Tips for Photographers

You can increase your chances of receiving an award in the Murrysville Photo Contest by following some simple advice from previous contest winners.

What makes for a winning photograph?

  • Know your camera: All of those knobs, buttons and dials perform an important function. Understanding what they do, and how they work together goes a long way to improving your photographic process. Read your manual, go to the web or ask a more experienced photographer for help.

  • Composition: Consider Leading Lines and the Rule of Thirds. A leading line is an element in a photograph that directs a viewer to the main subject in the photo. These can be straight lines, curves or diagonals. Examples could be a fence line, roadway, a shaft of light, even a tree branch. The Rule of Thirds tells us our subject becomes more pleasing if it is placed off center. Imagine dividing your scene into thirds both horizontally, and vertically and placing the subject at one of the intersections.

  • Exposure: Strive for the right balance of light and dark.

  • Lighting: Pay attention to the direction of the light and the shadows it may cast.

  • White Balance: Most beginning and some seasoned photographers set their cameras to auto white balance (AWB), and leave it there. It works reasonably well most of the time, but you can take your photo to the next level by manually choosing the white balance that fits the lighting condition. Most cameras provide dedicated choices for Sun, Clouds, Shade, Incandescent, Flash and a few others. Choose wisely.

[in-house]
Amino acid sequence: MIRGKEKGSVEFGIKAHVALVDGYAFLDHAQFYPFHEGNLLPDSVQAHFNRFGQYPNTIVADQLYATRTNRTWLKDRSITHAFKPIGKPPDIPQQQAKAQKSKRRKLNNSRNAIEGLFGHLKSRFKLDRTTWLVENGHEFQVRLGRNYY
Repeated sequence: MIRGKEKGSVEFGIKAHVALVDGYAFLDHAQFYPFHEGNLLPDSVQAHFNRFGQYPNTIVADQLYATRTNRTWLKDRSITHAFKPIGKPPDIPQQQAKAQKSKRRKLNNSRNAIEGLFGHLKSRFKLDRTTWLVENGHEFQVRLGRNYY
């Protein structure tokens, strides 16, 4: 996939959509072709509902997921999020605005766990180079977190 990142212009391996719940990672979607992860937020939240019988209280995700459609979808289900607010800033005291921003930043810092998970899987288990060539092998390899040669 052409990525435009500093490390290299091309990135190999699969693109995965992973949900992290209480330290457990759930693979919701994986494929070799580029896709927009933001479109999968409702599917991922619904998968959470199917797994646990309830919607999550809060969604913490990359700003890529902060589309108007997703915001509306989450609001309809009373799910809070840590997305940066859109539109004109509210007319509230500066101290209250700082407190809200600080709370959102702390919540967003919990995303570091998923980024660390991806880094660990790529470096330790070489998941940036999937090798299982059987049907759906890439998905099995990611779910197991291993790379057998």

• Sharpness: Nothing kills a photo faster than a blurry image. Insure that your subject is tack sharp. If the subject is a living thing, focus on its eyes. If the primary element is an object, focus on the most critical part of that object. Motion blur is the other photo killer. Hold your camera steady, and choose a shutter speed that suits the subject. Consider using a tripod. It will slow the picture taking process forcing you to consider all elements of the scene. It also provides a rock solid platform. There may be times when you want to include motion blur in your picture. Examples might be waterfalls or streams. You’ll need a slow shutter speed for these and have a method to solidly fix the camera (tripod) to prevent movement. You may want to suggest movement in the water, but everything around it must be absolutely sharp.

  • Patience: An often overlooked but critical element in photography. Don’t allow yourself to be rushed! Invest the necessary time. You will be well rewarded.

  • Perspective: Experiment with as many angles as you can. You may stumble onto something great by using some creativity in your shot.

  • Don't be afraid to click the shutter often: Sometimes you literally have to take a hundred shots to obtain that perfect image.

  • Bring your camera along when visiting Murrysville Parks and Reserves: You often have no advance notice when that perfect shot will present itself.

  • Develop a genuine appreciation for your subject and the photograph will capture your heart.

All of the above tips come from previous Murrysville Photo Contest winners. These are people who have invested time and effort to incrementally improve their techniques with each click of the shutter. The Murrysville Photo Contest team hopes you benefit from their collective experience.

The above tips are general. Much more detailed information is available on the shelves of libraries, and from booksellers locally and on the web. The internet itself provides countless pages of detailed information. Useful web links include:

www.cambridgeincolour.com/

luminous-landscape.com/index.shtml

www.naturephotographers.net/enter.html

www.imaging-resource.com/

www.dpreview.com/

Good luck in the contest!

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